Getting to the capsule drawer is really easy with this machine. The drip tray comes out without effort, and then there's a ring that you can pull to get the drawer out. At first, I wasn't fully using the capabilities of the drawer. I was pulling both out, and then being confused as to how to extract the pods from swimming in the espresso-y water. Then I consulted the guide and found out that if you pull the first section up, then it sieves out the water and leaves you just with the pods to put into your food bin. I find it's good to always give the drip tray and capsule drawer parts a good clean by rinsing them and scrubbing off any dried-out coffee before popping them back in.

Image of inside of capsule drawer

(Image credit: Future/Molly Cleary)

Should you buy the Lavazza A Modo Mio SMEG coffee machine?

If you love drinking espressos, or you want to get into drinking espressos then I can't imagine a better machine for you than the Lavazza A Modo Mio SMEG. There's no assembly required, meaning as soon as you take this machine out of the box, you'll essentially have access to Italian-quality coffee at home straight away. If you like to mix it up between espressos, lattes or cappuccinos, then you could even accompany this machine with one of the best milk frothers. My personal choice would be the Smeg Milk Frother. They would make a very enviable pair on your kitchen countertop. 

If the price tag is understandably too steep for you, then look out on the Lavazza website for sales, where I've seen the price for this machine drop to as low as £124.50 at points. Another option that I have spied on the Lavazza website is the A Modo Mio Machine and Capsule Subscription service. For £1 you can get this machine delivered to your house with free delivery. What you'll pay for instead is for the delivery of nine batches of capsules (you can change the times you'll receive them), containing 10 boxes of pods each. If you know you're prone to getting through a lot of coffees, then crunch the numbers on this service and see if it could save you money, as it sounds like a great catch.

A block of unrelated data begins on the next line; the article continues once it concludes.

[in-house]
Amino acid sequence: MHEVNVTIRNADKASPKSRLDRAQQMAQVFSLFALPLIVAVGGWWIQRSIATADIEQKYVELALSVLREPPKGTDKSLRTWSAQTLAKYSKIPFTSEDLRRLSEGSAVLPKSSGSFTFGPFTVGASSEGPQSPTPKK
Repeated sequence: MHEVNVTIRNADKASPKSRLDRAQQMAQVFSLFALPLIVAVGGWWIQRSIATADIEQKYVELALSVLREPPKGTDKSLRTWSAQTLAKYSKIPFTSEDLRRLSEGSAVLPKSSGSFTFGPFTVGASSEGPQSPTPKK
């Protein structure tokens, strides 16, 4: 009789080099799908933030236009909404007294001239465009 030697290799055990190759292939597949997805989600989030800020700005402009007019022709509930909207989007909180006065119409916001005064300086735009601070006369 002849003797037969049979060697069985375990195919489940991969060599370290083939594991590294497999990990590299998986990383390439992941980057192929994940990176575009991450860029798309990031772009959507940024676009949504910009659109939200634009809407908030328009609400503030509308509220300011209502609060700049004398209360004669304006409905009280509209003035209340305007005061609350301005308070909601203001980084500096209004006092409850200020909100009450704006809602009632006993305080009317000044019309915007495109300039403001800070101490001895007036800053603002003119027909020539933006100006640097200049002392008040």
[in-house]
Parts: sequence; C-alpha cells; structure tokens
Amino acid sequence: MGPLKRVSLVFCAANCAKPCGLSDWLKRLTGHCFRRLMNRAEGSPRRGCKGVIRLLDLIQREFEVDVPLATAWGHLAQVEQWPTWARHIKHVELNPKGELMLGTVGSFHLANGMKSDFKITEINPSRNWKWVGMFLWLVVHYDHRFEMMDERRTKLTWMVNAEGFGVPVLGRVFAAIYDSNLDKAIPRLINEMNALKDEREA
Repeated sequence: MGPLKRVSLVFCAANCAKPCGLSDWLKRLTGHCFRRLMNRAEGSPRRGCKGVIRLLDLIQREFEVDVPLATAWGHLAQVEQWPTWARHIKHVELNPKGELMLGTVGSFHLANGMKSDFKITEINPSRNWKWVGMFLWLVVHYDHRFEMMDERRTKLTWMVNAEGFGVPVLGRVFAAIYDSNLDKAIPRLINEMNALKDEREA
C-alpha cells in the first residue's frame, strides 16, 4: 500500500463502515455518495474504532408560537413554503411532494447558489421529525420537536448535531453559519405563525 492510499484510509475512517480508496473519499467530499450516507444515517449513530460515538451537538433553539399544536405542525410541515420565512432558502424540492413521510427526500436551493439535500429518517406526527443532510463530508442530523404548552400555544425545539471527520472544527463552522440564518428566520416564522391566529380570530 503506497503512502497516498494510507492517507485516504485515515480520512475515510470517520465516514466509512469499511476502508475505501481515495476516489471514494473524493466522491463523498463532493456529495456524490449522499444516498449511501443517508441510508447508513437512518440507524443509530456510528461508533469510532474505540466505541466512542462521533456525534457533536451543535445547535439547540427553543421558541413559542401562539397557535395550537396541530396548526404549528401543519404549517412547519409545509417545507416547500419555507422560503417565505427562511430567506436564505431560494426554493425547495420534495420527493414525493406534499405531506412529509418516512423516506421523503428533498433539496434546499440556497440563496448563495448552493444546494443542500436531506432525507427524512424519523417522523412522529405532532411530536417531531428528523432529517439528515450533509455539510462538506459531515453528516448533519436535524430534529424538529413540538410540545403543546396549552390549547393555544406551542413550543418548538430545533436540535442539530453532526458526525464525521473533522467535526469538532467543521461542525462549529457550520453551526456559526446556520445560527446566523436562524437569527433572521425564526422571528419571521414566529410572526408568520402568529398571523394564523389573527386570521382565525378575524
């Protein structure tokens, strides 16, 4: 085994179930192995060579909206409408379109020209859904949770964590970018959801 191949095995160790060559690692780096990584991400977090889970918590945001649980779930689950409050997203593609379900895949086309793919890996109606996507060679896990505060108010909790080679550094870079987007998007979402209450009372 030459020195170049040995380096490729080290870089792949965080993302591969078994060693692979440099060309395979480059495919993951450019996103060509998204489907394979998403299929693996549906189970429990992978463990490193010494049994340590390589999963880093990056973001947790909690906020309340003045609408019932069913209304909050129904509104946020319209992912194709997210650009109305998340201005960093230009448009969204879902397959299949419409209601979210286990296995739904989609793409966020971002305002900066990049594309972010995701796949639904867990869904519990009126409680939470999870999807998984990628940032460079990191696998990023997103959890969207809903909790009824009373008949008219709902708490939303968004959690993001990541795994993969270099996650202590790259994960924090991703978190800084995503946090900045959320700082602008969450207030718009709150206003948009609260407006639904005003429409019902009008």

About this review, and this reviewer

At Ideal Home, how we test products is of crucial importance so that you know we're telling you exactly what we think of the products we feature. Molly has been trying this machine out at home for almost two months, giving her enough time to see how it performed consistently and to try out a number of capsules from the Lavazza range. While she's now learned to love espressos, the main benefactor of this machine is her boyfriend, who is single-handedly fuelling the work for his Ph.D. with coffees from this machine. A mark of his love of this machine is just how quickly he gets through the capsules, which are now being bought frequently to keep up with demand.

Molly Cleary
Kitchen Appliances Editor

Molly is Ideal Home’s Kitchen Appliances Editor and an all-around baking and cooking enthusiast. She joined the team in September 2022 as an Ecommerce Editor after working across Real Homes, Homes & Gardens and Livingetc. She's been reviewing products for 4 years and now specialises in weighing up kitchen essentials' pros and cons, from air fryers to bean-to-cup coffee machines. 

She's always been a keen reader, so after graduating from the University of Exeter in 2020 she was thrilled to find a way to write as a full-time job. Nowadays, she spends her days at home or the Ideal Home test facility trying out new kitchen innovations to see if they’re worth a space on your worktop. Her most beloved and hard-working appliance is her Sage coffee machine though she also takes the title of Ideal Home’s in-house air fryer expert after writing about them religiously over the past few years.

When she's not thinking or writing about kitchen appliances, she loves getting around London exploring new places, going for a dip at the Ladies’ Pond and consuming every bit of pop culture she can get her hands on.